Mumbai Indians 176 for 6 (de Kock 53, Pollard 34*, Krunal 34, Shami 2-30) tied with Kings XI Punjab 176 for 6 (Rahul 77, Bumrah 3-24)
Kings XI won the second of two Super Overs

About three inches. That's all that stood between the Kings XI Punjab and an outright victory over the Mumbai Indians. But they eventually got there. After two Super Overs.

A see-sawing game came down to the last ball. Chris Jordan dug out a yorker to long-on and sensed the opportunity to get the two runs he needed to end the game. But he turned in a giant circle, adding to the distance he needed to cover. Distance on which this entire game was riding on. In the end, he was about three inches short.

Jasprit Bumrah allowed only five runs off his bowling to set up a seemingly straightforward Super-Over chase, but Mohammed Shami had other ideas. With a nothing target behind him, he nailed yorker after yorker after yorker, to push this obscene match into a second Super Over; and three for the day in total. A piece of KL Rahul brilliance kept Quinton de Kock from completing the match-winning run.

Then it was Mayank Agarwal's turn in the spotlight, leaping high on the edge of the midwicket boundary, he saved a definite six to bring down the Kings XI's target from 16 to 12 in the second Super Over. As if he had massive FOMO, he even walked out and helped chase it down - poor Trent Boult, these tie-breakers never seem to work out for him - as one of the most memorable nights in the IPL came to a close. No one - at least from the Kings XI's camp - is gonna' be sleeping much though.

Powerplay and counter
Kings XI's fast bowlers found the tiniest bit of movement off the pitch and stayed disciplined enough made it count. Arshdeep Singh had Rohit Sharma playing onto his stumps and Ishan Kishan caught at third man. Shami took care of Suryakumar Yadav. For the first time this IPL, Mumbai lost three wickets inside the powerplay (43 for 3).

So Quinton de Kock, the set batsman, throttled down. His job now was to last the 20 overs. The new batsman, Krunal Pandya, had a trickier role. He couldn't get out, but he also had keep the scoreboard moving, and he did that while exhibiting some glorious off-side strokeplay, including an on-the-up cover drive for six to a Chris Jordan short ball.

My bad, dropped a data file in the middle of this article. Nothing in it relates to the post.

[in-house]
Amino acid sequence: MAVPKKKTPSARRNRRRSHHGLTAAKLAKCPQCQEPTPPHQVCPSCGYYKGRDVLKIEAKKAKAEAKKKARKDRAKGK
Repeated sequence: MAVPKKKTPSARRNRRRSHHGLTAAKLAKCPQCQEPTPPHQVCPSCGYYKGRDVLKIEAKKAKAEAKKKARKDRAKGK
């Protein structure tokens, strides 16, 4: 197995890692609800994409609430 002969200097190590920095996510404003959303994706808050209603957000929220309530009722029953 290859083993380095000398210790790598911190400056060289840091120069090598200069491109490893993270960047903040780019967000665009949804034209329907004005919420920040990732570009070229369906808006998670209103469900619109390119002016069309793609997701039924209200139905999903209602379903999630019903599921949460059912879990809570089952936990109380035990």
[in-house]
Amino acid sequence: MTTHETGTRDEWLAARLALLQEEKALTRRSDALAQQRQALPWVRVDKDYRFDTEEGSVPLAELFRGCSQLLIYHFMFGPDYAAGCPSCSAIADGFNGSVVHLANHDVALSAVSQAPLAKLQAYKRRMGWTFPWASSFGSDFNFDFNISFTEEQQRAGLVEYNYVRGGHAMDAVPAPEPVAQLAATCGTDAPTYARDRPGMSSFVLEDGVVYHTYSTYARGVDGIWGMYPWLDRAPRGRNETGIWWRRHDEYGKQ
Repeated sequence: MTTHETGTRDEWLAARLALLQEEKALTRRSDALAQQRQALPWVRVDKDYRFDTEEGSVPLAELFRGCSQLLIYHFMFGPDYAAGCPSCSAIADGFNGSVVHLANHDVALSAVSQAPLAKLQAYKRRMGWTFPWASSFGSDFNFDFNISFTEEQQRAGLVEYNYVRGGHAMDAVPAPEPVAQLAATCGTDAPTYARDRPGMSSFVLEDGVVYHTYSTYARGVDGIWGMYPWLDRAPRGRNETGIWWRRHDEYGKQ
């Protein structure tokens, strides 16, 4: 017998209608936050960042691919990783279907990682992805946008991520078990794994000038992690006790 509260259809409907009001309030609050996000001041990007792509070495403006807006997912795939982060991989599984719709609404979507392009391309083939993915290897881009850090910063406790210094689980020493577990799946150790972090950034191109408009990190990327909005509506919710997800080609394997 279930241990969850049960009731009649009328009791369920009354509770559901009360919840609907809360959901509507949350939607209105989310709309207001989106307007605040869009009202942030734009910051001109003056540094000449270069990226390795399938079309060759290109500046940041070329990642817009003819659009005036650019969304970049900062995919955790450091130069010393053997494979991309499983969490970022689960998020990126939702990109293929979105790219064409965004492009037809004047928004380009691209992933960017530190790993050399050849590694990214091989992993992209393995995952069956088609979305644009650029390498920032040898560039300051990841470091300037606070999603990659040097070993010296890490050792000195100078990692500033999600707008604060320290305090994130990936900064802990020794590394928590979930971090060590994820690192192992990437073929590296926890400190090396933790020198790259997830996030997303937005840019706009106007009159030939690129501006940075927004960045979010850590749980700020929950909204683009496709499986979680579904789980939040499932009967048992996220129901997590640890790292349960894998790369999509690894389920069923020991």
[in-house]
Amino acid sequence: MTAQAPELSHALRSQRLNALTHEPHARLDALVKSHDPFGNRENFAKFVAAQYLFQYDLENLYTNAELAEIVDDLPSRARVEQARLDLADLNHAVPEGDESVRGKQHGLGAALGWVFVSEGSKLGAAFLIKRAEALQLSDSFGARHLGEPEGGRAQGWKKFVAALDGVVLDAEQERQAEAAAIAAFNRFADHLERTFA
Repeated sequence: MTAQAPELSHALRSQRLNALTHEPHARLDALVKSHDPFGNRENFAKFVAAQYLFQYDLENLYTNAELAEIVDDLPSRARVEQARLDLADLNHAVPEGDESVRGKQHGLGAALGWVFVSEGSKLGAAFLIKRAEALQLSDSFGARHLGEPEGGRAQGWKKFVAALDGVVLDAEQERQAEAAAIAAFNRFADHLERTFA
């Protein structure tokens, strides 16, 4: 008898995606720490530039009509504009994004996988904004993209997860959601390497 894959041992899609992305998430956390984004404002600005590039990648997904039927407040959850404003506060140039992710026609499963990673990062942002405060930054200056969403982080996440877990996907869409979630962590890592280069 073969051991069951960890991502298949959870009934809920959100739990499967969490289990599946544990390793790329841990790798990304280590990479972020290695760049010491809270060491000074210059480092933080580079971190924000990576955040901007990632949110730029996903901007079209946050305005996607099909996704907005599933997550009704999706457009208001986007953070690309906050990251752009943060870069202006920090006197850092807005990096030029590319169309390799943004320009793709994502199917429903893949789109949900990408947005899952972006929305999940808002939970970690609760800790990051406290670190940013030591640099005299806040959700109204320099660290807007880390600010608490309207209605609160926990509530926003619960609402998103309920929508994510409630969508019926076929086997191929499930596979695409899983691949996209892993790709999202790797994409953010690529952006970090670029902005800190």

Big wickets and counter
That handy 58-run partnership was broken in the 14th over, which seemed like a good thing for Mumbai, especially when Hardik Pandya walked in and thumped a six off his first ball. They were 102 for 4 with 36 balls left for their big-hitters to impose themselves on the game.

The only problem was, one of those balls was too short, too fast, and too good for Hardik. The wicket-taker, Shami, had established a fine blueprint for his team-mates to follow in the death. Do NOT land it in their half.

But Arshdeep did and not not only was he hit for 22 runs in the 18th over, he got Kieron Pollard going. With the West Indian in full flow, Mumbai amassed 54 runs off the last 18 balls to finish with 176 for 6.

Hard-hitting goodness
Rahul was a little different today. After losing the toss, he said it didn't matter at this stage of the tournament. It looked like he was a man standing on the edge and capable of doing anything. And it showed in his batting. He did away with his inhibitions and started hitting from the get-go. At the end of the powerplay, he was 32 off 17 with four fours and two sixes. Kings XI were 51 for 1. Mumbai were nervous at least.

Chris Gayle (24 off 21) offered support. Nicholas Pooran (24 off 12) offered relief. But in the end, it was simply Rahul vs Mumbai. Kings XI needed 52 off their last five overs. He brought it down to 24 off 16. And then it happened.

A 149 kph yorker. It was too quick for Rahul. A set Rahul. A Rahul determined to do anything to win this game. Bumrah found a way through that resolve and gave his team hope.

But for once, Kings XI chose not to settle for second best and succeeded (with help from two dropped catches and an inside edge for four in the last two overs, and some spectacular Super-Over heroics).